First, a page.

Leo Bucaro, the owner of Perfect Pasta Inc., hired 5 more workers last year, as he expanded the business, opening a new product line that features gluten-free pasta.
The Illinois-based Italian pasta manufacturer said he expects further expansion soon of his 20-year-old family business, which employees about 80 workers.
“The demand is high,” he said. “Probably we will hire more people.”
Slowly but steadily, the employment in food manufacturing has finally climbed back to its pre-recession level. This year, hiring in food factories is likely to accelerate as the economy is shaking off uncertainties such as weather.
The U.S. lost more than two million manufacturing jobs between 2007 and 2010. Only 20 percent of the lost jobs have come back so far. Machinery, motor vehicles and other durable goods industries took the hardest hit during the recession, as consumers tend to postpone purchases of these products during difficult economic times. About 1.8 million jobs in durable goods manufacturing were lost.
Food manufacturing, on the other hand, has proved less vulnerable to economic downturns and offshoring. Although the sector also suffered from consumer cutbacks, it has been recovering since 2010. There were 1.49 million food-manufacturing jobs in March, the highest level for the same month since 2004.
“It does appear that employment in the food manufacturing sector is rebounding,” said Brian Todd, President of the Food Institute, a New Jersey-based research organization. As the economy continues to improve, the gain in food manufacturing job will pick up more speed.
“With the rise in demand and production for more locally produced foods,” Todd said, “we will see an increase in employment on the food manufacturing side.”
About 20,000 more jobs will be created in the food manufacturing sector this year, said Daniel Meckstroth, chief economist at Manufacturers Alliance for Productivity and Innovation, an increase from 4,000 in 2013.
“It’s a moderate level of growth,” he said. “Last year, a combination of all the uncertainties created an environment where firms don’t want to expand the labor force. But normally, growth in production will result in a similar growth in employment.”
The rise in commodity prices, caused by droughts in the U.S. and around the world, is one of the uncertainties, which has taken its toll on some food manufacturers, who relies heavily on basic commodities. Corn prices, for example, grew to over $8 a bushel in 2012, compared with less than $4 in 2010. Wheat prices have also increased significantly over the past two years.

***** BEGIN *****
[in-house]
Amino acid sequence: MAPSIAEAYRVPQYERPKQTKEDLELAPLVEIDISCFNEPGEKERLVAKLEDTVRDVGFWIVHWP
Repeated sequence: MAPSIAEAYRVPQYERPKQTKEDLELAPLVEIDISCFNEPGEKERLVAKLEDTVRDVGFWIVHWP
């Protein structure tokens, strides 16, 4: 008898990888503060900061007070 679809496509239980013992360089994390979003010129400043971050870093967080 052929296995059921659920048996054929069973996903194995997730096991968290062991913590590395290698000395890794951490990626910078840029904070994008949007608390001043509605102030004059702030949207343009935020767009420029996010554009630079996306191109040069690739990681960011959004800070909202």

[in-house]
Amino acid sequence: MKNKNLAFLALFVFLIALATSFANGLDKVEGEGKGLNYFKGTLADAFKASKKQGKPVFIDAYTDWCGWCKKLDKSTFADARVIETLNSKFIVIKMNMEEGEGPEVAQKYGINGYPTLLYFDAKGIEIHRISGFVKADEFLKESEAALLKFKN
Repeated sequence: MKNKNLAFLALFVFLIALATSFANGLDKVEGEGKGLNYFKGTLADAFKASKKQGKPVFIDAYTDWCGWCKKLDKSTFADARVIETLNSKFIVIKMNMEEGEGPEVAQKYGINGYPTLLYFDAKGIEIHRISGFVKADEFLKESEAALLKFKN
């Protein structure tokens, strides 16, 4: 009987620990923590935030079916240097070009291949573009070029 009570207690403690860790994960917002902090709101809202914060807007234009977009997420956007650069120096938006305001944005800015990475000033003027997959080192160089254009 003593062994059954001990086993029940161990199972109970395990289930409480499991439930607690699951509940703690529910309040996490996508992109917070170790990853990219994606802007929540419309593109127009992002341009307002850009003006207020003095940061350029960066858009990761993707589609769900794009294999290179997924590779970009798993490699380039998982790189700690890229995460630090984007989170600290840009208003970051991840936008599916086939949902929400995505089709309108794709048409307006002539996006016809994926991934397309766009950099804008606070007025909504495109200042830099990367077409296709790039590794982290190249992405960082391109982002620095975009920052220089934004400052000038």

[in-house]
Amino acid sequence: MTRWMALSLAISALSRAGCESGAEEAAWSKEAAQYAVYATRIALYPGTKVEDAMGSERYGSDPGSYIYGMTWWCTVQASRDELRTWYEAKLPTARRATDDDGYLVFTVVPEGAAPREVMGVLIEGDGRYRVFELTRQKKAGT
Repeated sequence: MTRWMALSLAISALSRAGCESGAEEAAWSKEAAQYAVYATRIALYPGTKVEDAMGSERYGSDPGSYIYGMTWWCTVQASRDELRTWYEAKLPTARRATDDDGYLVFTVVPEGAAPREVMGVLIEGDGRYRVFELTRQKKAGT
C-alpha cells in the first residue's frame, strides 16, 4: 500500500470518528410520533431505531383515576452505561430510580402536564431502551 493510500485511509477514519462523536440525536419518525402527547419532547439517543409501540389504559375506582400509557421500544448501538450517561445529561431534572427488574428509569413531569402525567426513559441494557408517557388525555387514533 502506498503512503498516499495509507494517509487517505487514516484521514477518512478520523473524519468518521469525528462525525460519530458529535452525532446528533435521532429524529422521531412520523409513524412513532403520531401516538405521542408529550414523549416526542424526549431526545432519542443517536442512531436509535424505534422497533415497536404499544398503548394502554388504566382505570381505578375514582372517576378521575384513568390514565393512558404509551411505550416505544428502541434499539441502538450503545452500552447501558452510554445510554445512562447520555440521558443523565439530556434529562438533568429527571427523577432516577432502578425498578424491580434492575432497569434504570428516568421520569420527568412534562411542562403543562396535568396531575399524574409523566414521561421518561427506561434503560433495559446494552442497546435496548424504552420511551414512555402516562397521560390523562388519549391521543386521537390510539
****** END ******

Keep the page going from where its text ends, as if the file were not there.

Meat and poultry processing, the largest sector by employment in food manufacturing, was impacted by these price increases, said Jeremy Russell, a spokesman at the North American Meat Association, which represents meat processors.
“There have been some environmental factors, like droughts, that hit the herd size,” he said. “So plants are not able to operate at full capacity, which means they are not employing all of the people that they can possibly employ.”
Food processing jobs account for 13% of all manufacturing jobs and tend to be more stable than durable goods manufacturing such as auto-parts and appliances, which have the greater potential to make a larger and faster rebound, as the economy improves.
“We see a lot more growth in the durable goods sector than in the non-durable goods,” said Chad Moutray, the chief economist for the National Association of Manufacturers.
Nevertheless, the market size for food is always increasing. The population continues to grow, and export demand for U.S. food products remains strong. The U.S. processed food industry exported $68.5 billion of products in 2013, a 5.9% increase from 2012, after adjusted for inflation.
In addition to the population growth, people are spending more on food. According to Department of Agriculture, the percentage of disposable personal income spent on food increased from 9.5% in 2008 to 10% in 2012.
“People will upgrade the kind of food they will purchase at the grocery stores as we gradually move away from recession,” said John Challenger, chief executive of Challenger, Gray & Christmas Inc., a Chicago-based consumer research firm. “They will buy more food.”